About 15 years ago, a friend gave us a teensy little orange tree, something that “my mother planted from seed,” said friend said. Oh, how cute, we said. This act should be outlawed; it’s like giving someone a dog, or worse, a cat. A good portion of your life will be devoted to keeping the darned thing alive. We should have given her a horse in exchange. Sweet revenge.
We watched as the cute little tree quickly outgrew its pot, and finally planted it in the ground. Since that time the little tree grew into a big tree and developed the habit of growing so many oranges each year that it threatened to break its darling branches from the weight of its abundant fruit. It’s a Seville orange, one of the bitterest, sourest of all oranges, suitable only for making marmalade.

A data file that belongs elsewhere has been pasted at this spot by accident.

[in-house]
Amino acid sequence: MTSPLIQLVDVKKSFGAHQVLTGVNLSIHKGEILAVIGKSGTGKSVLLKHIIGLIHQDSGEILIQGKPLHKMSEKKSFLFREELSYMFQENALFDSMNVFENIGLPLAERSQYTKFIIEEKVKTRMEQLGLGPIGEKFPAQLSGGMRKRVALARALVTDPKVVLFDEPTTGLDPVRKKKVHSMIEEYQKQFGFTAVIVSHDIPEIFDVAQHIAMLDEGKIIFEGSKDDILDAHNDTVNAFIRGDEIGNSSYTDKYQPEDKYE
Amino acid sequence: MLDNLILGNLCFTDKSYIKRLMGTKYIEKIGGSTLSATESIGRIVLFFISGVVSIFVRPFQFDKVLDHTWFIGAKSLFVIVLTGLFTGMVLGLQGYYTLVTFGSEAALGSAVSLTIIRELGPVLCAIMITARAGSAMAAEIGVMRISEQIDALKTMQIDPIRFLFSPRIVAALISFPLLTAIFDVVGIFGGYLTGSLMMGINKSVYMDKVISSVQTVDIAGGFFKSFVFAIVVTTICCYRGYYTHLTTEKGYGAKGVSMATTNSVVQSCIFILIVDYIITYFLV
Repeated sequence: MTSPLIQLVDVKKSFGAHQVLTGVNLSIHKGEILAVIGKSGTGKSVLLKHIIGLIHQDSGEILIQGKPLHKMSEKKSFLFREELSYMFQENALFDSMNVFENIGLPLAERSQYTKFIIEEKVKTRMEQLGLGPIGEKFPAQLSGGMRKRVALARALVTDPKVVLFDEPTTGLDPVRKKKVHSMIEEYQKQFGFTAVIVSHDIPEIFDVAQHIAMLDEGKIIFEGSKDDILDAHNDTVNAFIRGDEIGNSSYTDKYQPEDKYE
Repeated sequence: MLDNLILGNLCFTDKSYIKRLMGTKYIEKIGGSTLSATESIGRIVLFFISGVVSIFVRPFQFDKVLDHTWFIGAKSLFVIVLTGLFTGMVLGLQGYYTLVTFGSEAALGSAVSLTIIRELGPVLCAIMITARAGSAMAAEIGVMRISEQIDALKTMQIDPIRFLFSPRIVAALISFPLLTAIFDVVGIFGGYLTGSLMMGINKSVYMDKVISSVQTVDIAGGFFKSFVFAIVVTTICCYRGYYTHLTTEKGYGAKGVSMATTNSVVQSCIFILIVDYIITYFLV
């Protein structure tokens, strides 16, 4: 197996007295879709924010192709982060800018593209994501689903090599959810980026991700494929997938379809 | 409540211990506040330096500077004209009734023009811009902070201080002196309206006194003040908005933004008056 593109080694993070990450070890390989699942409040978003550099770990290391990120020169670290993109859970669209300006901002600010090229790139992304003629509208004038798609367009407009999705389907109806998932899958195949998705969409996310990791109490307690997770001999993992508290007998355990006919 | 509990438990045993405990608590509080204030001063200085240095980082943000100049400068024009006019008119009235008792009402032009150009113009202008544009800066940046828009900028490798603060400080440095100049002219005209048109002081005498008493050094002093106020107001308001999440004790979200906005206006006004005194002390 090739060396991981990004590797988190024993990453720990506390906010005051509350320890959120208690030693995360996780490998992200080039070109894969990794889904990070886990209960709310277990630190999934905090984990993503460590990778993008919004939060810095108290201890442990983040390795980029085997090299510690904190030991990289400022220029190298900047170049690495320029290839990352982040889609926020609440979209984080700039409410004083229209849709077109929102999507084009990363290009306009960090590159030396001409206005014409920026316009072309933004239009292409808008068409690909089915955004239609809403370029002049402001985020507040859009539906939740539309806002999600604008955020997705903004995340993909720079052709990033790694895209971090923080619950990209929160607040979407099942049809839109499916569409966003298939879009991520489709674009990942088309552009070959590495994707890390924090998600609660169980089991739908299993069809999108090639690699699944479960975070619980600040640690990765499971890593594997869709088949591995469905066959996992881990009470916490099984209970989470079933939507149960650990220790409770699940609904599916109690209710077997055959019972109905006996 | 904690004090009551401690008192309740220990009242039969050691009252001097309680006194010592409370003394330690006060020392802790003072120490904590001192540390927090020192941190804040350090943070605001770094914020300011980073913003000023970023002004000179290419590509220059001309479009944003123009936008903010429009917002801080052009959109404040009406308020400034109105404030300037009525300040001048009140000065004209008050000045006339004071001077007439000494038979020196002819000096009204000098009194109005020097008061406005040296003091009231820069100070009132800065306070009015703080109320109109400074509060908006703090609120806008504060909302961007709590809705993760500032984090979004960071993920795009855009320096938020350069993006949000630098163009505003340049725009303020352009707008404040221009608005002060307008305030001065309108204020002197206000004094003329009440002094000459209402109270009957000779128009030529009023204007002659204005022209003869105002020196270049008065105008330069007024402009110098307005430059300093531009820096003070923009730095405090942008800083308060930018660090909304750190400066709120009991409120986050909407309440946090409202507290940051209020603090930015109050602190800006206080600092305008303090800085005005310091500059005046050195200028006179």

Now it’s harvest season. Recent snows didn’t manage to kill the fruit, so we finally succumbed to the necessity of picking, so far, about fifteen gallons of tiny oranges. The tree still bears at least another ten gallons of oranges, between the size of golf balls and tennis balls on its tender branches. Oh how wonderful. So now it’s washing, slicing, squeezing, boiling, scraping out the pulp, and finally chopping thousands of peelings, adding ungodly amounts of sugar so it doesn’t destroy your duodenum on contact, and “canning” (why isn't it called “jarring?”) so much marmalade it makes you sick.
Tasty stuff, though, when the pain is over.